More wings for the Raj: RAAF in India during Second World War
Although outside main combat areas during the Second World War, India became an important region for the RAAF, and for many RAAF personnel attached to RAF units. In some RAF squadrons, ten percent of the crews were Australians, many of them transferred from training or bomber units based in England.
Most RAAF and RAF activity happened in the northern half of India. The Eastern division of Bomber Command used various bases in Bengal (now Bangladesh) for raids against Japanese forces in Burma and Thailand. RAF Ferry Command units kept busy delivering new planes. For troops and supplies, Bombay was a major port between Australia, the Middle East and Europe. Intelligence work, general administration and advanced hospital facilities were centred in New Delhi. At the end of the war, Bhopal in central India became the base area for a huge transit/demobilisation camp.
The Australian War Memorial holds approximately 300 collections directly relating to experiences of RAAF personnel serving in India during the Second World War. Collection items include: letters, diaries, medals, news clippings, photos, films, drawings, log books, official correspondence and pay books. The Collection Highlights feature includes specific examples. Among the general variety, the Private Records collections include individuals' records of what they did and how they felt about their experiences. Melbourne man Flight Sergeant Stuart David Black was a RAAF Navigator attached to RAF units. He regularly wrote letters to family while in India, during late 1943 to September 1945, and kept a diary for most of 1945. His collection (accession number: PR01808) provides many insights into one serviceman's time in India, including: life in various RAF squadron camps, long-range bombing missions to Burma, frustrations with RAAF and RAF administration, people he met and sightseeing in various parts of India.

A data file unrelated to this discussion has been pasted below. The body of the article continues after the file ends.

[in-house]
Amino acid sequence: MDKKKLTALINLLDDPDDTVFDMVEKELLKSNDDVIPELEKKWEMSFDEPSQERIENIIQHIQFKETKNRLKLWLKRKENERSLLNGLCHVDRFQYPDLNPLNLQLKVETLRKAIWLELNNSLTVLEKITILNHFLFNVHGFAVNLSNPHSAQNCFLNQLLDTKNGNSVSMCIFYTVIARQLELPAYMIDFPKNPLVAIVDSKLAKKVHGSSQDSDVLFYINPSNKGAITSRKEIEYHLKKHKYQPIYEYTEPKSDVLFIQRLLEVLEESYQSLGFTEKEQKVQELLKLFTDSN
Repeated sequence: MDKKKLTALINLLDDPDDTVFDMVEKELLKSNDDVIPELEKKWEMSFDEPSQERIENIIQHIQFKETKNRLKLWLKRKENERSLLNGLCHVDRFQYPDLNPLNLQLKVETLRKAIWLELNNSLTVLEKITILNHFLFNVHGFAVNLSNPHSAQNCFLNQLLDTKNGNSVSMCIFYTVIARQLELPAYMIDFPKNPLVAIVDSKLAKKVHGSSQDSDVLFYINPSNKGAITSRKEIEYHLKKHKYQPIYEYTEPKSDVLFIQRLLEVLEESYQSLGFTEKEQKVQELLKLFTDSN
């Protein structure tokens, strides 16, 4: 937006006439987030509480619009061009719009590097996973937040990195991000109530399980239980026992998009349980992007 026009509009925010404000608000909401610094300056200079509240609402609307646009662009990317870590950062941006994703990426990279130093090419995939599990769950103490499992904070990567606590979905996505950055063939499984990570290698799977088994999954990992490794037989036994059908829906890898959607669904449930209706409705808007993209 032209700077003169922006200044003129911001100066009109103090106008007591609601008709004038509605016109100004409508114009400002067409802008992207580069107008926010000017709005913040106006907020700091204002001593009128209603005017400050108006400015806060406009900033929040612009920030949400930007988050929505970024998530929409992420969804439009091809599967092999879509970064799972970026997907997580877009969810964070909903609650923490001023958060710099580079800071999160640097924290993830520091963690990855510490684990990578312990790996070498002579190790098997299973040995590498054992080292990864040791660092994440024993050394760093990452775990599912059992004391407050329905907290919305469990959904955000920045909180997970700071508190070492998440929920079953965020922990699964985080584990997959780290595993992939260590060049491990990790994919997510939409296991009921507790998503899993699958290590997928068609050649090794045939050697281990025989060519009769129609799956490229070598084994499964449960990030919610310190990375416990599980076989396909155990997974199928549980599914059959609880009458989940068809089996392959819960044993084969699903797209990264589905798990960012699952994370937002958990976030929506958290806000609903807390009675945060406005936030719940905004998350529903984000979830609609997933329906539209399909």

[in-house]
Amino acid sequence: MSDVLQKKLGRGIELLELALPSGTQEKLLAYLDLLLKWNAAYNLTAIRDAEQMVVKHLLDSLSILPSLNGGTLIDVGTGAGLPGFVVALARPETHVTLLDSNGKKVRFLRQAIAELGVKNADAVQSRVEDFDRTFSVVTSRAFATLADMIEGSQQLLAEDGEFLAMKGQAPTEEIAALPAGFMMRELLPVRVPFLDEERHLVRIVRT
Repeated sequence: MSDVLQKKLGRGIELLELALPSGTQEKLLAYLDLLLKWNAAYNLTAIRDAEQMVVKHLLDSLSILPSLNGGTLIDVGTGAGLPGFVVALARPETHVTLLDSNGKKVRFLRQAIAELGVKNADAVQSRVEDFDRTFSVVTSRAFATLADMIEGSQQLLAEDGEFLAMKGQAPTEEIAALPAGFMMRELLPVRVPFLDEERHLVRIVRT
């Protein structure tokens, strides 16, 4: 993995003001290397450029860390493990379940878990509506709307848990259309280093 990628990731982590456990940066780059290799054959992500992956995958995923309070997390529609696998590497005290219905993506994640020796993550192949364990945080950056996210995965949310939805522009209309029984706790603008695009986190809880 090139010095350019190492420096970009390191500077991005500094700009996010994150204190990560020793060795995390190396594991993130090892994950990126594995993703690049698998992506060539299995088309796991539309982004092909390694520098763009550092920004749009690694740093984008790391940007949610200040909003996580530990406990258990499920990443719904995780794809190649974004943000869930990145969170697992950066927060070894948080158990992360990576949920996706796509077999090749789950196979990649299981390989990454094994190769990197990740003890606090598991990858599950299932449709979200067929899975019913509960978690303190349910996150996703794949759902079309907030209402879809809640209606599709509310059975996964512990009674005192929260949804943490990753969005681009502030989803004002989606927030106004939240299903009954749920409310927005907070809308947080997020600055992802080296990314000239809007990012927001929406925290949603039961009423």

Along with hundreds of other RAAF and RAF personnel, Black discovered that the high-altitude northern tea-growing area of Darjeeling offered a welcome relief from the heat and enforced closeness of cities and camp life. It also catered for many popular holiday activities and was home to potential new English-speaking friends, so he visited at every chance. A diary entry for a first day on leave clearly shows how much he enjoyed "Darj":
As a Navigator, Sergeant Black was also a member of RAF bombing crews who flew long missions to Burma and Thailand. From the Bengal bases, crews committed to at least twice the flying distance and duration of missions across the English Channel. Black collected news cuttings about the RAAF/RAF crews and what they bombed. After one long mission in mid-March 1943, he recorded his own flying experience:
After working more than his required operational hours, Sergeant Black was extremely lucky to become one of the less than ten percent of RAAF navigators who returned to Australia. He enjoyed many decades of post-war life.